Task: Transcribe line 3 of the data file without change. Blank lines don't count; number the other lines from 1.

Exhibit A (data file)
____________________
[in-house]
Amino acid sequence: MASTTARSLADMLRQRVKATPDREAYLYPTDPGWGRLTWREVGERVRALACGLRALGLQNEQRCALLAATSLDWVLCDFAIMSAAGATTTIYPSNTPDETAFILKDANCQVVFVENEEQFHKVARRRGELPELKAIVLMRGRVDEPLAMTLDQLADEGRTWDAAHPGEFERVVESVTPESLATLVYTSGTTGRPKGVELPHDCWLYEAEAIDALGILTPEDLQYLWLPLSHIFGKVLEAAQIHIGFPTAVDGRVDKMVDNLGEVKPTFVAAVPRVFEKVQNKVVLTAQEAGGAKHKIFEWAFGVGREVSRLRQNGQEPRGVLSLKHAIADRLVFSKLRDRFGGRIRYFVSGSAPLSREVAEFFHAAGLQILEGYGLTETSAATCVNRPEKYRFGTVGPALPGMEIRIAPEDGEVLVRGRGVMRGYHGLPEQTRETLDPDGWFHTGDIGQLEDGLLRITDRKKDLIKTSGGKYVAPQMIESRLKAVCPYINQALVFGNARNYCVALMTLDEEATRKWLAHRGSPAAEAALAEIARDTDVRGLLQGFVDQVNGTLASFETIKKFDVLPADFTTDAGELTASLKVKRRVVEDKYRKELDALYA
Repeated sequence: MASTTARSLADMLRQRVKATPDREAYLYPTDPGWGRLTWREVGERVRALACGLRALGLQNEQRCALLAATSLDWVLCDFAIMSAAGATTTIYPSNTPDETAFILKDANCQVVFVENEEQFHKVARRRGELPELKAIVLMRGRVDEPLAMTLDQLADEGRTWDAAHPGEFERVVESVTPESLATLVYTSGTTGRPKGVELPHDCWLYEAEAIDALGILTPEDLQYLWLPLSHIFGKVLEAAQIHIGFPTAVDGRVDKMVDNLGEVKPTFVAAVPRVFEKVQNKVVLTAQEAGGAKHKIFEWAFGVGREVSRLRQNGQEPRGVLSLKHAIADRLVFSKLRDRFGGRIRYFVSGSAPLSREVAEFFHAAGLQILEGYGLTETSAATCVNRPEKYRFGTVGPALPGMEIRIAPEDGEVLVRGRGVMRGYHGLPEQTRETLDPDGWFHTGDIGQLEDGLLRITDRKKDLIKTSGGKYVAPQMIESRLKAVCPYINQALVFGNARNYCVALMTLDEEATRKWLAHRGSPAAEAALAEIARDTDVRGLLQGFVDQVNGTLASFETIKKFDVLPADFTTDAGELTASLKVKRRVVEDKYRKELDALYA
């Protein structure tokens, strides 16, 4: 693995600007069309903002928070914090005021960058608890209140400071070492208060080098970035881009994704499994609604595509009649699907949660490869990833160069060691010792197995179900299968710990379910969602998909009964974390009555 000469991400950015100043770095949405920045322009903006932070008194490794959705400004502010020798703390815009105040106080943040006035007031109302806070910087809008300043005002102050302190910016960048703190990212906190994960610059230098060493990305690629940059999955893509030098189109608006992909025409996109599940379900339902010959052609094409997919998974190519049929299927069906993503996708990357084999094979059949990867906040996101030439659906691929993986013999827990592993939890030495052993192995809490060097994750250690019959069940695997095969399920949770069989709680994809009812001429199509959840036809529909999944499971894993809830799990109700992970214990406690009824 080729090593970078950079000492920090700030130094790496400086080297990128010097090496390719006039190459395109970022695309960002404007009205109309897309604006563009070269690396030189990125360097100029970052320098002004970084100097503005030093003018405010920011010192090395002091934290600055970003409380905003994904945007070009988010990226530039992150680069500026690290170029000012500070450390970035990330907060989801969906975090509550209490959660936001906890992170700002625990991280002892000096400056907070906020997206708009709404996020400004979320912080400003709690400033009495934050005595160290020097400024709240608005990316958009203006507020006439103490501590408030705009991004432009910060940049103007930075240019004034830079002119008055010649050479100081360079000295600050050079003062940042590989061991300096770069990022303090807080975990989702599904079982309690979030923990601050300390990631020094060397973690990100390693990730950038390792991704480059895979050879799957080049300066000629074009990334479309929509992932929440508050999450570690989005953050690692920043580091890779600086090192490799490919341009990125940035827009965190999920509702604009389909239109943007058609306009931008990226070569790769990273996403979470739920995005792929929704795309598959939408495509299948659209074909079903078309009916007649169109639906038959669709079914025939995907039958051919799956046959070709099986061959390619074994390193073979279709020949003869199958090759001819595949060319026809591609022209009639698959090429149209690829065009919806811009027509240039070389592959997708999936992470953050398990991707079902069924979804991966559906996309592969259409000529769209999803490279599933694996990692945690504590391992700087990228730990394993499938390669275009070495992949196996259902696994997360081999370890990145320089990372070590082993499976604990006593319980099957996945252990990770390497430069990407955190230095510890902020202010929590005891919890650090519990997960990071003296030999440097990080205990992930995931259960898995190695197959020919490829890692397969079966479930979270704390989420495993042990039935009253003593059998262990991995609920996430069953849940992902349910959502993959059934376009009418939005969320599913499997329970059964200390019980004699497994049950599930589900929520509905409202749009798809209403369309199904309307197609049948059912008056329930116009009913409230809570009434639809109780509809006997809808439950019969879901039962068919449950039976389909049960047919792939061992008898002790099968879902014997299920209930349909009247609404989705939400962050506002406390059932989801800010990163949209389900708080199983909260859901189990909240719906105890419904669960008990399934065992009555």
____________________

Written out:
Repeated sequence: MASTTARSLADMLRQRVKATPDREAYLYPTDPGWGRLTWREVGERVRALACGLRALGLQNEQRCALLAATSLDWVLCDFAIMSAAGATTTIYPSNTPDETAFILKDANCQVVFVENEEQFHKVARRRGELPELKAIVLMRGRVDEPLAMTLDQLADEGRTWDAAHPGEFERVVESVTPESLATLVYTSGTTGRPKGVELPHDCWLYEAEAIDALGILTPEDLQYLWLPLSHIFGKVLEAAQIHIGFPTAVDGRVDKMVDNLGEVKPTFVAAVPRVFEKVQNKVVLTAQEAGGAKHKIFEWAFGVGREVSRLRQNGQEPRGVLSLKHAIADRLVFSKLRDRFGGRIRYFVSGSAPLSREVAEFFHAAGLQILEGYGLTETSAATCVNRPEKYRFGTVGPALPGMEIRIAPEDGEVLVRGRGVMRGYHGLPEQTRETLDPDGWFHTGDIGQLEDGLLRITDRKKDLIKTSGGKYVAPQMIESRLKAVCPYINQALVFGNARNYCVALMTLDEEATRKWLAHRGSPAAEAALAEIARDTDVRGLLQGFVDQVNGTLASFETIKKFDVLPADFTTDAGELTASLKVKRRVVEDKYRKELDALYA